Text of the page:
By Dan Bacher
Oil industry representatives celebrated the gutting of California Senate Bill 350, the Clean Energy and Pollution Reduction Act of 2015, Wednesday night after they mounted an intense campaign for months to defeat the legislation.
Before being amended, Senate Bill 350 called for a 50 percent percent reduction in petroleum use in cars and trucks, a 50 percent increase in energy efficiency in buildings, and a goal of 50 percent of state utilities’ power coming from renewable energy, all by 2030.
However, Governor Jerry Brown and legislative leaders held a press conference on September 9 to announce the removal of the provision in the bill calling for a 50 percent reduction in petroleum use in cars and trucks. The other provisions remain.
“WSPA and its member companies remain committed to working with Governor Jerry Brown and legislators on climate change and energy policy,” responded Catherine Reheis-Boyd, President of the Western States Petroleum Association (WSPA), and former Chair of the Marine Life Protection Act (MLPA) Initiative Blue Ribbon Task Force to create so-called “marine protected areas” in Southern California. “Today’s announcement was an acknowledgement that California’s energy future, economic competitiveness, and environment are inextricably linked.”
“Californians are best served by inclusive energy policy and by a legislative body that retains authority on issues so critically important to jobs, communities and our way of life,” she said.
President Pro Tem Kevin de León, and Governor Jerry Brown blamed the big lobbying campaign by WSPA and the oil industry for the increasing opposition by legislators to this provision in the bill.
“The fact that, despite overwhelming scientific opinion and statewide public support, we still weren’t able to overcome the silly-season scare tactics of an outside industry which has repeatedly opposed environmental progress and energy innovation — means that there’s a temporary disconnect in our politics which needs to be overcome,” de León claimed.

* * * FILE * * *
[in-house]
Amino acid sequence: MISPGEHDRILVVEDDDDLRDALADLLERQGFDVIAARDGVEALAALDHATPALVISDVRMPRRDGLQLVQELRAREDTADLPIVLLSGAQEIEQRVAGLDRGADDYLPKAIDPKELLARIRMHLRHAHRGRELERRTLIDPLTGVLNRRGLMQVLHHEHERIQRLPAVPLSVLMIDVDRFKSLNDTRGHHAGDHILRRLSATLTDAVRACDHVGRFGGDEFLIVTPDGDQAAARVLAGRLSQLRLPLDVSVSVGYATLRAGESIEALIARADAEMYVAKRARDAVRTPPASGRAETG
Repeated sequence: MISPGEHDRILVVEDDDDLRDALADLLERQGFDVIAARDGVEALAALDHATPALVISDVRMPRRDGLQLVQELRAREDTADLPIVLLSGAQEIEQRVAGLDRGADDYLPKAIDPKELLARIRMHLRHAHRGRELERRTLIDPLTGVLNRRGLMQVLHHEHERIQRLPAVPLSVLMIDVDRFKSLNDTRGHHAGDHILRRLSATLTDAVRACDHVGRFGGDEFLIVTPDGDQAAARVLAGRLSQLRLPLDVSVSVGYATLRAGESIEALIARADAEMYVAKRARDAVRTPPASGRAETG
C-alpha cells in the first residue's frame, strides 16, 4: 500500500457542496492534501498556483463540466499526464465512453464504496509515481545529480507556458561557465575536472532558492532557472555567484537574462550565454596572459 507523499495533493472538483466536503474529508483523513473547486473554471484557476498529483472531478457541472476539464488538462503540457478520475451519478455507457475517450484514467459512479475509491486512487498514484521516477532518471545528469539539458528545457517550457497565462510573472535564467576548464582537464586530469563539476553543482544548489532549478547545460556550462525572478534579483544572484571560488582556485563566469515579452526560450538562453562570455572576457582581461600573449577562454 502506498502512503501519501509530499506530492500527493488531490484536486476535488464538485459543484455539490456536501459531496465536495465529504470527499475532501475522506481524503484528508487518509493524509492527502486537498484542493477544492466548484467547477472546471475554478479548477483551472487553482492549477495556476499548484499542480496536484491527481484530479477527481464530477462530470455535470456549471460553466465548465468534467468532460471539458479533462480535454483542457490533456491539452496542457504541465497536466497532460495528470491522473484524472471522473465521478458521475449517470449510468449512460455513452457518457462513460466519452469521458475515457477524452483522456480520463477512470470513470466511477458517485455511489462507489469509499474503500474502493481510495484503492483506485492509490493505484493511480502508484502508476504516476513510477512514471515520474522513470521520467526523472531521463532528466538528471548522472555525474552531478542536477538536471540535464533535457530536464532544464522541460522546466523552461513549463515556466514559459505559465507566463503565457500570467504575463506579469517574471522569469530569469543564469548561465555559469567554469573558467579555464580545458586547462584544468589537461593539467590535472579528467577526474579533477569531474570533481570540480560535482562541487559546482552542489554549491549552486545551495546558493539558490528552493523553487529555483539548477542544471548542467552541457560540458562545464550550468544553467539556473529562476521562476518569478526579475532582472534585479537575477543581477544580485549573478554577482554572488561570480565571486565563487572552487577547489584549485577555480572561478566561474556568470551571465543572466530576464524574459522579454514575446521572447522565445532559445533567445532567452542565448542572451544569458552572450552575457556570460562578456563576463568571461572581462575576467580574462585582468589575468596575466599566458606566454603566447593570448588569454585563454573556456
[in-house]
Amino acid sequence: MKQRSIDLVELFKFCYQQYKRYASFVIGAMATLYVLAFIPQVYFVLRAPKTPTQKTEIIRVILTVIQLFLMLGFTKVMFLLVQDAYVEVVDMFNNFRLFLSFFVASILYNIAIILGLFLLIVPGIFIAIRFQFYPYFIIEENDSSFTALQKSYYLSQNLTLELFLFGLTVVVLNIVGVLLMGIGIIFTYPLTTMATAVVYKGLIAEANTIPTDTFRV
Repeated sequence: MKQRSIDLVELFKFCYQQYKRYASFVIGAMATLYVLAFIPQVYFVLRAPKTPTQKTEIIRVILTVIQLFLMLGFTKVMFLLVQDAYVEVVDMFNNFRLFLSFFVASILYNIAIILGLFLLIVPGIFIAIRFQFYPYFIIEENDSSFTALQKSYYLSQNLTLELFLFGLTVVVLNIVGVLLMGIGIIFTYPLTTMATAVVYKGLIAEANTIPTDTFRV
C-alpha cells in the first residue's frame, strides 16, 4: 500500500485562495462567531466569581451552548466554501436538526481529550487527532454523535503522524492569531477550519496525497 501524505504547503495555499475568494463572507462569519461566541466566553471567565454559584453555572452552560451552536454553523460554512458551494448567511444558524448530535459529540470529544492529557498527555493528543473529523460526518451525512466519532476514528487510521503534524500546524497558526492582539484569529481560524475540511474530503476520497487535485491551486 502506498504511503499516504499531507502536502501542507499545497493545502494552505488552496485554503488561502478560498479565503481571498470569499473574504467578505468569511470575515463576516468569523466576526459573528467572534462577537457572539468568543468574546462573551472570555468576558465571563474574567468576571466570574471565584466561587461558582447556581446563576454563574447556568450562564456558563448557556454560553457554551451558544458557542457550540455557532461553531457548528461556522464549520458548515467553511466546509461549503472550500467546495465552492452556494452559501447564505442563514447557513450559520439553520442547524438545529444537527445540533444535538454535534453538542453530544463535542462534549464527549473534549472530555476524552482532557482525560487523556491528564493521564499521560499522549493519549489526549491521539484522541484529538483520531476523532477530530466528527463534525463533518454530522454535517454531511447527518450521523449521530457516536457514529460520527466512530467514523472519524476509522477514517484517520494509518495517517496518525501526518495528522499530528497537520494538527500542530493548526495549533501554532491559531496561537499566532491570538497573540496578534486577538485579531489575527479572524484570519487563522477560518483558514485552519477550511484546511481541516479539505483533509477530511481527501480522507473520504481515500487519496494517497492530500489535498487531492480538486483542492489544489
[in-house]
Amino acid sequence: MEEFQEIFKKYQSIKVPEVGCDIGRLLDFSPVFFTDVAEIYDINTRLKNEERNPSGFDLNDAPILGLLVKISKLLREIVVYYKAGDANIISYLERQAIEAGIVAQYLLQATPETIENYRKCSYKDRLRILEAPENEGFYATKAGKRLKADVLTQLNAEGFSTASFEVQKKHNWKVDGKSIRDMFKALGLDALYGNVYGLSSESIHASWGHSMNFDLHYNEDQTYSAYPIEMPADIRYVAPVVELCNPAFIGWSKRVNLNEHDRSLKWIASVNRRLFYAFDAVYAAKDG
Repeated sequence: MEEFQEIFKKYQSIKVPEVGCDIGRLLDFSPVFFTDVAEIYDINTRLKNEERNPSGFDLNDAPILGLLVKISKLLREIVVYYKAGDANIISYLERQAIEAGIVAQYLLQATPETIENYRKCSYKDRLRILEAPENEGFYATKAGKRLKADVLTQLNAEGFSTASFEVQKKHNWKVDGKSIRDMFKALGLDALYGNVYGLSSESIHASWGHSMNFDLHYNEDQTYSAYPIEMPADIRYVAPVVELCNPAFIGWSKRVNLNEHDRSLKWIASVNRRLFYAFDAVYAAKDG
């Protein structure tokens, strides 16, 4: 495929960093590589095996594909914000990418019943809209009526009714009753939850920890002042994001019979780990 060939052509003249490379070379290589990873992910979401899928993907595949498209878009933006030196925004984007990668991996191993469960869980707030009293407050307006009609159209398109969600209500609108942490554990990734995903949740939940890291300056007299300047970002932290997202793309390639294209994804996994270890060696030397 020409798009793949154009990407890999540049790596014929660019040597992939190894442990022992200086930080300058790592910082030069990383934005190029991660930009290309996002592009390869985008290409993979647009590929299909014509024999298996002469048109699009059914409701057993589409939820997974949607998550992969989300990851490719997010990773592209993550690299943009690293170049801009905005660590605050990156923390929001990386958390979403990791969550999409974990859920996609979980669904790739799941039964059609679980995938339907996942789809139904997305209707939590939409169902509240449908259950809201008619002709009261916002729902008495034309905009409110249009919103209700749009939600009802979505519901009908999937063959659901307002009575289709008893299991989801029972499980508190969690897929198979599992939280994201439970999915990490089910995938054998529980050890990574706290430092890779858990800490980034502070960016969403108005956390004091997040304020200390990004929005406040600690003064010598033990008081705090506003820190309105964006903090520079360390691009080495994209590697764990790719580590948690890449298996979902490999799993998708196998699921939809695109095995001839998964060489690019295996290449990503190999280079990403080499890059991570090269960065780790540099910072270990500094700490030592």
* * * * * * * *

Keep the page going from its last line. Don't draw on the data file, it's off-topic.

“Oil has won a skirmish,” Governor Brown told reporters. “But they lost a bigger battle, because I am more determined than ever to make our regulatory regime work for the people of California.”
After legislative leaders amended SB 350 under pressure from the oil industry, 350.org Strategy and Communications Director Jamie Henn urged Governor Jerry Brown to fight back against the oil industry by banning fracking.
“Big Oil succeeded in gutting one of the most important provisions of this bill,” said Henn. “Let’s face it: Governor Brown got his hat handed to him. Now, the clearest way he can fight back against the industry is by banning fracking in California — and that’s something he can do on his own, without the State Legislature.”
“California has already dethroned King Coal–today’s news that the UC system will be joining the state’s pension funds in beginning to divest is a major step forward. Now, it’s time to take on Big Oil with everything we’ve got,” she said.
For more information about Senate Bill 350, go to: http://leginfo.
Big Oil, the largest and most powerful corporate lobby in Sacramento, wields its influence by spending its money on lobbying and election campaigns, creating Astroturf groups and getting its officials and friends on state regulatory panels – and used every bit of its power to gut SB 350.
Big Oil spent a total of $266 million influencing California politics from 2005 to 2014, according to an analysis of California Secretary of State data by StopFoolingCA.org, an online and social media public education and awareness campaign that highlights oil companies’ efforts to “mislead and confuse Californians.” The industry spent $112 million of this money on lobbying and the other $154 million on political campaigns.
Last year the Western States Petroleum Association spent a record $8.9 million on lobbying, double what it spent in the previous year. In the first six months of 2015, the oil industry spent $6.2 million to lobby state officials, including $2,529,240 spent by the Western States Petroleum Association alone.
The gutting of SB 350, the current expansion of fracking in California under the Brown administration and the tabling of Senate Bill 788, legislation to protect a State Marine Reserve from new oil drilling, are all classic examples of how the regulated have captured the regulatory apparatus in California.